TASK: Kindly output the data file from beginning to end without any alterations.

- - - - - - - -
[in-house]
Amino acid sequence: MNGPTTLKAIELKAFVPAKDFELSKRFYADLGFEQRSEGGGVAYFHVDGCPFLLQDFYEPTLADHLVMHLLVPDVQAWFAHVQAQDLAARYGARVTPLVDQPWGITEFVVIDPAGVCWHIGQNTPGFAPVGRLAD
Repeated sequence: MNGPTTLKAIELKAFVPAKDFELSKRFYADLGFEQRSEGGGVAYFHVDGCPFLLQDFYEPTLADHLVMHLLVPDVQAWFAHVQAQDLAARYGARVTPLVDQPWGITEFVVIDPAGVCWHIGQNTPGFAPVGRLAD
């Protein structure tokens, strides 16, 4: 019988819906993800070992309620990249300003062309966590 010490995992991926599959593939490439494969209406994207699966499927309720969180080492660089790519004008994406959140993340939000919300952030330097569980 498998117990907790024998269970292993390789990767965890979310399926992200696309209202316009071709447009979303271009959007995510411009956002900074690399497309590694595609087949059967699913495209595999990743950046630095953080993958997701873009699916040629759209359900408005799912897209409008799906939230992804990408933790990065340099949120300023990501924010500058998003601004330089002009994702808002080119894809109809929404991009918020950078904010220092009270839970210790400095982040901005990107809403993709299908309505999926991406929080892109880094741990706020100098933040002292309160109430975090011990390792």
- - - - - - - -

[in-house]
Amino acid sequence: MNGPTTLKAIELKAFVPAKDFELSKRFYADLGFEQRSEGGGVAYFHVDGCPFLLQDFYEPTLADHLVMHLLVPDVQAWFAHVQAQDLAARYGARVTPLVDQPWGITEFVVIDPAGVCWHIGQNTPGFAPVGRLAD
Repeated sequence: MNGPTTLKAIELKAFVPAKDFELSKRFYADLGFEQRSEGGGVAYFHVDGCPFLLQDFYEPTLADHLVMHLLVPDVQAWFAHVQAQDLAARYGARVTPLVDQPWGITEFVVIDPAGVCWHIGQNTPGFAPVGRLAD
């Protein structure tokens, strides 16, 4: 019988819906993800070992309620990249300003062309966590 010490995992991926599959593939490439494969209406994207699966499927309720969180080492660089790519004008994406959140993340939000919300952030330097569980 498998117990907790024998269970292993390789990767965890979310399926992200696309209202316009071709447009979303271009959007995510411009956002900074690399497309590694595609087949059967699913495209595999990743950046630095953080993958997701873009699916040629759209359900408005799912897209409008799906939230992804990408933790990065340099949120300023990501924010500058998003601004330089002009994702808002080119894809109809929404991009918020950078904010220092009270839970210790400095982040901005990107809403993709299908309505999926991406929080892109880094741990706020100098933040002292309160109430975090011990390792």